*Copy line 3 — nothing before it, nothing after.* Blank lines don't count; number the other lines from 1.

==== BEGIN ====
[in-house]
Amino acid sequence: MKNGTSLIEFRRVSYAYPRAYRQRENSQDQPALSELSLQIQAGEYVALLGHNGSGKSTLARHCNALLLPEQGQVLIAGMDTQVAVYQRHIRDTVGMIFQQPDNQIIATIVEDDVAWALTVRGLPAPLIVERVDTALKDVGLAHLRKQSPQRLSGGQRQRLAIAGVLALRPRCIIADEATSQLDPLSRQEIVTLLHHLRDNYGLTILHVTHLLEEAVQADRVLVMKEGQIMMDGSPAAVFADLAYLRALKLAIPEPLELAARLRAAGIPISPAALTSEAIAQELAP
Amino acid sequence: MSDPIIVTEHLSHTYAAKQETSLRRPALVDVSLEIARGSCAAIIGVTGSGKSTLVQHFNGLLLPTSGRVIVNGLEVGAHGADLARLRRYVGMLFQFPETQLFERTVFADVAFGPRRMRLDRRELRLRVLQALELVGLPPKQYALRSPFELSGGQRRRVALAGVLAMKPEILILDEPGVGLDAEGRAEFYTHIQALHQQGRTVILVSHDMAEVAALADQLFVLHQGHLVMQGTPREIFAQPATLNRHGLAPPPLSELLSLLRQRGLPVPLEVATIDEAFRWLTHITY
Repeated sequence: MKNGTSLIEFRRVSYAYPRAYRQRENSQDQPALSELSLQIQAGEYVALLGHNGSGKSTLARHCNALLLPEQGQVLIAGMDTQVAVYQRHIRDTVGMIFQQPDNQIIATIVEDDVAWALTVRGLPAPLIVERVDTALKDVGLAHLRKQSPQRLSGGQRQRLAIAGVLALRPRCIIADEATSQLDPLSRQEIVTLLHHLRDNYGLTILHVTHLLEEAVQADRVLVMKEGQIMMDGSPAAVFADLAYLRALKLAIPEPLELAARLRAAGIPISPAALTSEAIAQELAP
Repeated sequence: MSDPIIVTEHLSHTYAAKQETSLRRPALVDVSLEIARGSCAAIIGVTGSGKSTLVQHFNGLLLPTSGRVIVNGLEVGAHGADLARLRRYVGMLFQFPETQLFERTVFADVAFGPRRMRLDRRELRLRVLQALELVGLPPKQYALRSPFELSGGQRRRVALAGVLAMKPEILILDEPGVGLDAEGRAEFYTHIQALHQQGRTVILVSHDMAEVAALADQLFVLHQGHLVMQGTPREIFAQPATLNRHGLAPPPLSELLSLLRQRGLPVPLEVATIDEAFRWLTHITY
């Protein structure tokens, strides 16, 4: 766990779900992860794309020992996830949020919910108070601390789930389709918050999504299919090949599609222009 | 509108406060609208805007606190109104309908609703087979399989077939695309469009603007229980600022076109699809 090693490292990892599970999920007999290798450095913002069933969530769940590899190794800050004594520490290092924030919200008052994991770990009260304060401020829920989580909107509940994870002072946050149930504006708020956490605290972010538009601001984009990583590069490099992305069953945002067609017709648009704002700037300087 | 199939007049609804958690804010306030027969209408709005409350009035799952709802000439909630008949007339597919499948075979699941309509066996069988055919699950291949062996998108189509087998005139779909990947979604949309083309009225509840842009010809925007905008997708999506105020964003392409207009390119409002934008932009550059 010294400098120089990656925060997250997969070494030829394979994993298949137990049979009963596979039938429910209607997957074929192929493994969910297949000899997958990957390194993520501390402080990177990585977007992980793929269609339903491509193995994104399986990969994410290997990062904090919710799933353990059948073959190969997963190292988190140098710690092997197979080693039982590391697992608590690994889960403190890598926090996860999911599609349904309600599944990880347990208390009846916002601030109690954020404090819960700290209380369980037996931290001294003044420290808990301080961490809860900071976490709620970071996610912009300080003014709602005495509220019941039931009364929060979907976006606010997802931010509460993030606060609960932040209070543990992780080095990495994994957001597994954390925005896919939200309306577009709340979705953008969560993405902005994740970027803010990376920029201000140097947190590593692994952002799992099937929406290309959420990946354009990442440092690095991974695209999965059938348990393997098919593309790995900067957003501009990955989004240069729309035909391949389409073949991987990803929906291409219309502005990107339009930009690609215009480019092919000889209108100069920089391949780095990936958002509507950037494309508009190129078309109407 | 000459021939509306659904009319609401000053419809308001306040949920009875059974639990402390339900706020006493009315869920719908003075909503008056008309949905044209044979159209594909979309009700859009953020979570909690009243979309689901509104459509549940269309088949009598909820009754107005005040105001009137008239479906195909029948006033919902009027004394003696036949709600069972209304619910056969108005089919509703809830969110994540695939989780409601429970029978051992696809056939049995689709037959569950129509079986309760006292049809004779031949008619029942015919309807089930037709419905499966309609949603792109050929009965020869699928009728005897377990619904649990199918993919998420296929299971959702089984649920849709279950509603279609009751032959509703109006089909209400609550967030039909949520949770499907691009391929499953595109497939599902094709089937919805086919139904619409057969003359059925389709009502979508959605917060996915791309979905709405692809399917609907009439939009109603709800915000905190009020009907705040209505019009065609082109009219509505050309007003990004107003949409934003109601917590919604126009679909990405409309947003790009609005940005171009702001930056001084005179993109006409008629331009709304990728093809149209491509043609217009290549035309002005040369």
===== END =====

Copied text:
Amino acid sequence: MSDPIIVTEHLSHTYAAKQETSLRRPALVDVSLEIARGSCAAIIGVTGSGKSTLVQHFNGLLLPTSGRVIVNGLEVGAHGADLARLRRYVGMLFQFPETQLFERTVFADVAFGPRRMRLDRRELRLRVLQALELVGLPPKQYALRSPFELSGGQRRRVALAGVLAMKPEILILDEPGVGLDAEGRAEFYTHIQALHQQGRTVILVSHDMAEVAALADQLFVLHQGHLVMQGTPREIFAQPATLNRHGLAPPPLSELLSLLRQRGLPVPLEVATIDEAFRWLTHITY